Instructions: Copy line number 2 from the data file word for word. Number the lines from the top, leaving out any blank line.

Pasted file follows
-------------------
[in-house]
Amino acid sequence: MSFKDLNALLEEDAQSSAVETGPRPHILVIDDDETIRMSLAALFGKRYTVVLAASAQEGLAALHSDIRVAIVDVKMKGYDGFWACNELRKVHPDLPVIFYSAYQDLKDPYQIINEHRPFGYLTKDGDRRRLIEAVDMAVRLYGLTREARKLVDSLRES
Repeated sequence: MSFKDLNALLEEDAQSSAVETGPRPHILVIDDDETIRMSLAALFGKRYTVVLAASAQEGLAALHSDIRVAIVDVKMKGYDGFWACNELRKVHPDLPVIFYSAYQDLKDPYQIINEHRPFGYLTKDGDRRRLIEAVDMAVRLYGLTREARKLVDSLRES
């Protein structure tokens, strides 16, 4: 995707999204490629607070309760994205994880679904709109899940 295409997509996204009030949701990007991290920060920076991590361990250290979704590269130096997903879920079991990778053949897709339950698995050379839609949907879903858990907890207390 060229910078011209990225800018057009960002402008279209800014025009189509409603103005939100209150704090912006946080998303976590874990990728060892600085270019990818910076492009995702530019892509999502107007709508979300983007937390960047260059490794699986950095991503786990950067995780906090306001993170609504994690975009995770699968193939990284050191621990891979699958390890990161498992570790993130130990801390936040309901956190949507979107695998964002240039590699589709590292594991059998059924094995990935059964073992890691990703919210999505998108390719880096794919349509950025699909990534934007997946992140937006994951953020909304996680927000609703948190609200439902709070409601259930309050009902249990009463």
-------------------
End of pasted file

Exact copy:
Amino acid sequence: MSFKDLNALLEEDAQSSAVETGPRPHILVIDDDETIRMSLAALFGKRYTVVLAASAQEGLAALHSDIRVAIVDVKMKGYDGFWACNELRKVHPDLPVIFYSAYQDLKDPYQIINEHRPFGYLTKDGDRRRLIEAVDMAVRLYGLTREARKLVDSLRES